The joy of food, with its colors, textures, tastes and nourishment, and the pleasure of sharing it with friends, family or coworkers has become a complex activity in the past several decades. Can there be a clearer sign of a person in conflict with mind and body than lifting a fork to begin a delicious meal and hearing the words, “I shouldn’t be eating this.” Maybe it’s the carbohydrates in pasta or fresh bread served by candlelight in an elegant restaurant. Some people feel obligated to discuss the sugar in a beautiful bakery cake or homemade cookies, even though they don’t mean to throw a wet blanket over the birthday or holiday party.
What has happened to the natural human tradition of breaking bread in good company and enjoying it without guilt? Without ruining the pleasure of food for everyone in earshot? Is there an alternative to the vicious cycle of dieting, losing and re-gaining weight and worrying constantly about food?
“Every diet works, but in the short run,” said Judith Matz, Director of the Chicago Center for Overcoming Overeating and author of The Diet Survivors Handbook, in an interview on To Your Good Health Radio. “What we know is that 95-to-98 percent of people will gain back the weight and two-thirds will actually end up heavier than their pre-diet weight.”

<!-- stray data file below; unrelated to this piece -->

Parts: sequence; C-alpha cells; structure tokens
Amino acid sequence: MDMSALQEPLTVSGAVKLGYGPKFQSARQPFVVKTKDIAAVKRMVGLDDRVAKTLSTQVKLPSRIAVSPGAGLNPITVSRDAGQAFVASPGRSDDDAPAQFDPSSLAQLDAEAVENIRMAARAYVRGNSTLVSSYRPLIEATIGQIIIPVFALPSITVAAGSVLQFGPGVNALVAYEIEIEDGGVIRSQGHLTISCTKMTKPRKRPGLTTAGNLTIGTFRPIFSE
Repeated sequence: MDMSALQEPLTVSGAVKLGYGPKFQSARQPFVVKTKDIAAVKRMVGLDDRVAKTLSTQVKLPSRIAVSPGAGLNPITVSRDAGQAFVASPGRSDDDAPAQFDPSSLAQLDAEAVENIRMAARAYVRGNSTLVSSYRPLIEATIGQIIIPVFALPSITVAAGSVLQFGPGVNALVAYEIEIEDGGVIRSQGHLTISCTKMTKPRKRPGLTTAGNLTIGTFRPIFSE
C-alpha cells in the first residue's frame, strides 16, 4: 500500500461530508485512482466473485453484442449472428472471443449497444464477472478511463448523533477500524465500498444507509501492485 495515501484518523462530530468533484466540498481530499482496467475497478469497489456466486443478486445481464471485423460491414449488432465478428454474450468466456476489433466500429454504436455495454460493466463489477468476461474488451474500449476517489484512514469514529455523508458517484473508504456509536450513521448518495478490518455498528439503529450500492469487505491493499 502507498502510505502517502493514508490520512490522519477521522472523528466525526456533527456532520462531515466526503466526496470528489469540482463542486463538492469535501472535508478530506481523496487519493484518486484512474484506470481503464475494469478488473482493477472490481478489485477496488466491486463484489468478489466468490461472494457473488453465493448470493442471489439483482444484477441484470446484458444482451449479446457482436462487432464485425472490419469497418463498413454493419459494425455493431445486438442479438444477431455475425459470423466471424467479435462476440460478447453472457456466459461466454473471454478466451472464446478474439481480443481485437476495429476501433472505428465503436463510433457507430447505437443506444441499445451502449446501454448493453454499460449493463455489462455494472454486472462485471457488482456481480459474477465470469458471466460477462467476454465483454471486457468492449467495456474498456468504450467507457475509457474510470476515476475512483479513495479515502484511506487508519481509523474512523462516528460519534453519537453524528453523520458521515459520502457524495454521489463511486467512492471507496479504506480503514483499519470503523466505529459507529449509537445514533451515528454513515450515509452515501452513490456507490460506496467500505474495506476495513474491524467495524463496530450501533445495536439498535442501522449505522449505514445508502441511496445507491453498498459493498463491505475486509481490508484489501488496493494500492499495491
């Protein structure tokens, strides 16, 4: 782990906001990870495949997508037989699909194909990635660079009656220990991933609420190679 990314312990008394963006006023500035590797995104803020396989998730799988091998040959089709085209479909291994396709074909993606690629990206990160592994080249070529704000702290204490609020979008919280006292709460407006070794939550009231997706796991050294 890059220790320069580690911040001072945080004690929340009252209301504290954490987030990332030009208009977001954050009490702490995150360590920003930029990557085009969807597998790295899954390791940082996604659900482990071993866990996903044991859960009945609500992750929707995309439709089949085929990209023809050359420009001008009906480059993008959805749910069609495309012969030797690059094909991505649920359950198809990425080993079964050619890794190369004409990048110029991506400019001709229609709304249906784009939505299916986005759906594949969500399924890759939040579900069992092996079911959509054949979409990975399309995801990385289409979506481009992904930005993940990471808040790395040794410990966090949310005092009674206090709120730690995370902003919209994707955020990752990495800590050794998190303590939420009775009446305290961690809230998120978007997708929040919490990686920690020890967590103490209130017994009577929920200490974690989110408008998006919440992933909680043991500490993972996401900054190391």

The mission Matz has taken on is “attuned eating” by trusting your body to know how much and when to eat. It’s re-learning to listen to your body for signs of true hunger and then eating exactly what you’re hungry for, choosing from a wide variety of food you keep in your cupboards. Then you’re nutritionally satisfied.
Psychological issues can detour some people and make it difficult to choose if they’re to using food to soothe, numb or distract themselves. In that case, Matz suggests reading to get more knowledgeable about the possible causes or getting counseling to identify the deeper issues that spur compulsive eating. That offers different ways to work through emotional prompts for needs that may not be physical hunger.
“As clients end their compulsive or binge eating by becoming attuned eaters, they usually hope they’ll lose weight,” said Matz in an article in Psychotherapy Networker in 2011. “I empathize with that wish, and point out that if weight loss occurs, it’ll be a side effect of normalizing their eating. Since weight is the result of complex factors still not completely understood, my goal is to help clients feel more comfortable in—and take better care of—their bodies, no matter what their size.”
Matz, Judith, “Recipe for Life,” Psychotherapy Networker, January/February 2011.
Matz, Judith, “Are Your Diet and Nutrition Issues Weighing You Down?” on To Your Good Health Radio with David Friedman.